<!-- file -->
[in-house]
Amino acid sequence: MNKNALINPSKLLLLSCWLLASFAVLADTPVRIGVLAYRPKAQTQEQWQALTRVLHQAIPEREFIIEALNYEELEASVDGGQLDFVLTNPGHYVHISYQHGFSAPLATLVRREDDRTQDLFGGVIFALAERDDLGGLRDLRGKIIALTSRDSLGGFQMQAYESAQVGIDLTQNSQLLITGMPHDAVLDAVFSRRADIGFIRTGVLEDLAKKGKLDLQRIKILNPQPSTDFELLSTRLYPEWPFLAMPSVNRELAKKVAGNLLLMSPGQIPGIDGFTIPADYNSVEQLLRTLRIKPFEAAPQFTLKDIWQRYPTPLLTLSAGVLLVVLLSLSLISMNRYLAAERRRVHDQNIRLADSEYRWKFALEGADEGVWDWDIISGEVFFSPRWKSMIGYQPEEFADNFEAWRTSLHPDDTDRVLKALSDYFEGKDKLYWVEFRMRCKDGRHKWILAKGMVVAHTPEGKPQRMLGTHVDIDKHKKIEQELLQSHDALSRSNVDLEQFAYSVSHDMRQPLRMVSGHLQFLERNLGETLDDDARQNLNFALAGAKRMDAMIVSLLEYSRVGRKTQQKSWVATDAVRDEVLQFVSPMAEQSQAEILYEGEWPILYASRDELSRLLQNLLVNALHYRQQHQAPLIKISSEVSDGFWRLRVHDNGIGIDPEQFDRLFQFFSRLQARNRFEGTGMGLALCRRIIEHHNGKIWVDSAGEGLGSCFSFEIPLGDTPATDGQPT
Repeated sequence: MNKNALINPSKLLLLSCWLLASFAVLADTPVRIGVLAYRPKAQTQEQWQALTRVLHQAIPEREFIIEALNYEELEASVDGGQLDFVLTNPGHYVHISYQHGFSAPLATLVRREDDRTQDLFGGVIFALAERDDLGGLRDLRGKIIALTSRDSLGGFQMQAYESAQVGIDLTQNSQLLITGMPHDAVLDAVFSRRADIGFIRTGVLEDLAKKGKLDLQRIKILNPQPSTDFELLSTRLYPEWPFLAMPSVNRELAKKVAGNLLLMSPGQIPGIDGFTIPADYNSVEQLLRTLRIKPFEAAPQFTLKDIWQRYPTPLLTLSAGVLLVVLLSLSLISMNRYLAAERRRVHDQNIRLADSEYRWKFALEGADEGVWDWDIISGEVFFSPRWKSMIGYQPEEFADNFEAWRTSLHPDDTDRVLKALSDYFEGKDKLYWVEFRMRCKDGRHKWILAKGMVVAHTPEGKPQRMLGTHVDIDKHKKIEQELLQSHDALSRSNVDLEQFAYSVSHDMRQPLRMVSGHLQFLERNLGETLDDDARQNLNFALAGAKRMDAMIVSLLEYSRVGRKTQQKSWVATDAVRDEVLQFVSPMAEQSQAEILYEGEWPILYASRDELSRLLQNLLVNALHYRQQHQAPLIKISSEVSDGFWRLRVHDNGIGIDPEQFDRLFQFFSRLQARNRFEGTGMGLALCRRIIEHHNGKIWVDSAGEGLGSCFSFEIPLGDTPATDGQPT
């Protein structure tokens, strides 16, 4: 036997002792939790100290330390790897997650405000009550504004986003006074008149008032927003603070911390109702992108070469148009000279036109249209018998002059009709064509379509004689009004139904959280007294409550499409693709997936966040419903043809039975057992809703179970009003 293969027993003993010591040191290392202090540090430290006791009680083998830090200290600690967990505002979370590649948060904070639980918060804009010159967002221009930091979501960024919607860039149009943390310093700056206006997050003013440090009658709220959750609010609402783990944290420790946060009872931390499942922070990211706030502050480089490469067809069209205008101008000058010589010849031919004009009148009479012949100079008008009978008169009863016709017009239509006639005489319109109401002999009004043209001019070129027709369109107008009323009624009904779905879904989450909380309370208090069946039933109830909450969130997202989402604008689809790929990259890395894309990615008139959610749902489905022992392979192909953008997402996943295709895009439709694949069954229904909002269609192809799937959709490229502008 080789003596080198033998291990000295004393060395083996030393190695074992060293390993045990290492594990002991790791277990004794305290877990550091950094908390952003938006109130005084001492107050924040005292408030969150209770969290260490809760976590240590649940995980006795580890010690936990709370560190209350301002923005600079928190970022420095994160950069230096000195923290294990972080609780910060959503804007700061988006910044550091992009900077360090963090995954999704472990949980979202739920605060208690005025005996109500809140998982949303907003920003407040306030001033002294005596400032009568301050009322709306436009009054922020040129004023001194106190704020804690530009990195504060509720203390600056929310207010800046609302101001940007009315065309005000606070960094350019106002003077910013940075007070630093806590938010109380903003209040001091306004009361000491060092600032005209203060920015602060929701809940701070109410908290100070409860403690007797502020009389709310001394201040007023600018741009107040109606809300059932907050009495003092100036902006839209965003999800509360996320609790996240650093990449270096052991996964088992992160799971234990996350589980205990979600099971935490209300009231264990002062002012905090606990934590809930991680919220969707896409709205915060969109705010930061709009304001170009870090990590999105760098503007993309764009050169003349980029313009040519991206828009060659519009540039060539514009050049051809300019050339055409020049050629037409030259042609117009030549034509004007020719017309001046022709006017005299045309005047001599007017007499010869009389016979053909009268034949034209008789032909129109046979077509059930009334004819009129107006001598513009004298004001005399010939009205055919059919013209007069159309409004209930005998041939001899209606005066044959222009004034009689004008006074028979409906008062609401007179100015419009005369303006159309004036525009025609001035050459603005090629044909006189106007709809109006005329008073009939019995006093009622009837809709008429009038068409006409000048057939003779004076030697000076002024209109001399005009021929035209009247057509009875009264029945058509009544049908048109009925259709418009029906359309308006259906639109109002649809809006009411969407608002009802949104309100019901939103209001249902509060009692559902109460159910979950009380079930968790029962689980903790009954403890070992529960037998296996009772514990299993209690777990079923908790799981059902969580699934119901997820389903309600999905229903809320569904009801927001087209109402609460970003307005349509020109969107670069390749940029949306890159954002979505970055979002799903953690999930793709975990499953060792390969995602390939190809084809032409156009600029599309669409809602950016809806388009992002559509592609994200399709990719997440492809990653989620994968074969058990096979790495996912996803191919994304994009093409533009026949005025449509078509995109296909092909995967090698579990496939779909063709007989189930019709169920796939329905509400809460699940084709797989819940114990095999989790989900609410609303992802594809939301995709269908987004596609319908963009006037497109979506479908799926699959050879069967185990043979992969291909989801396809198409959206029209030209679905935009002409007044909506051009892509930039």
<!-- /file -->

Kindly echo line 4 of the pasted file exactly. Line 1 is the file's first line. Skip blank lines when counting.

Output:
């Protein structure tokens, strides 16, 4: 036997002792939790100290330390790897997650405000009550504004986003006074008149008032927003603070911390109702992108070469148009000279036109249209018998002059009709064509379509004689009004139904959280007294409550499409693709997936966040419903043809039975057992809703179970009003 293969027993003993010591040191290392202090540090430290006791009680083998830090200290600690967990505002979370590649948060904070639980918060804009010159967002221009930091979501960024919607860039149009943390310093700056206006997050003013440090009658709220959750609010609402783990944290420790946060009872931390499942922070990211706030502050480089490469067809069209205008101008000058010589010849031919004009009148009479012949100079008008009978008169009863016709017009239509006639005489319109109401002999009004043209001019070129027709369109107008009323009624009904779905879904989450909380309370208090069946039933109830909450969130997202989402604008689809790929990259890395894309990615008139959610749902489905022992392979192909953008997402996943295709895009439709694949069954229904909002269609192809799937959709490229502008 080789003596080198033998291990000295004393060395083996030393190695074992060293390993045990290492594990002991790791277990004794305290877990550091950094908390952003938006109130005084001492107050924040005292408030969150209770969290260490809760976590240590649940995980006795580890010690936990709370560190209350301002923005600079928190970022420095994160950069230096000195923290294990972080609780910060959503804007700061988006910044550091992009900077360090963090995954999704472990949980979202739920605060208690005025005996109500809140998982949303907003920003407040306030001033002294005596400032009568301050009322709306436009009054922020040129004023001194106190704020804690530009990195504060509720203390600056929310207010800046609302101001940007009315065309005000606070960094350019106002003077910013940075007070630093806590938010109380903003209040001091306004009361000491060092600032005209203060920015602060929701809940701070109410908290100070409860403690007797502020009389709310001394201040007023600018741009107040109606809300059932907050009495003092100036902006839209965003999800509360996320609790996240650093990449270096052991996964088992992160799971234990996350589980205990979600099971935490209300009231264990002062002012905090606990934590809930991680919220969707896409709205915060969109705010930061709009304001170009870090990590999105760098503007993309764009050169003349980029313009040519991206828009060659519009540039060539514009050049051809300019050339055409020049050629037409030259042609117009030549034509004007020719017309001046022709006017005299045309005047001599007017007499010869009389016979053909009268034949034209008789032909129109046979077509059930009334004819009129107006001598513009004298004001005399010939009205055919059919013209007069159309409004209930005998041939001899209606005066044959222009004034009689004008006074028979409906008062609401007179100015419009005369303006159309004036525009025609001035050459603005090629044909006189106007709809109006005329008073009939019995006093009622009837809709008429009038068409006409000048057939003779004076030697000076002024209109001399005009021929035209009247057509009875009264029945058509009544049908048109009925259709418009029906359309308006259906639109109002649809809006009411969407608002009802949104309100019901939103209001249902509060009692559902109460159910979950009380079930968790029962689980903790009954403890070992529960037998296996009772514990299993209690777990079923908790799981059902969580699934119901997820389903309600999905229903809320569904009801927001087209109402609460970003307005349509020109969107670069390749940029949306890159954002979505970055979002799903953690999930793709975990499953060792390969995602390939190809084809032409156009600029599309669409809602950016809806388009992002559509592609994200399709990719997440492809990653989620994968074969058990096979790495996912996803191919994304994009093409533009026949005025449509078509995109296909092909995967090698579990496939779909063709007989189930019709169920796939329905509400809460699940084709797989819940114990095999989790989900609410609303992802594809939301995709269908987004596609319908963009006037497109979506479908799926699959050879069967185990043979992969291909989801396809198409959206029209030209679905935009002409007044909506051009892509930039």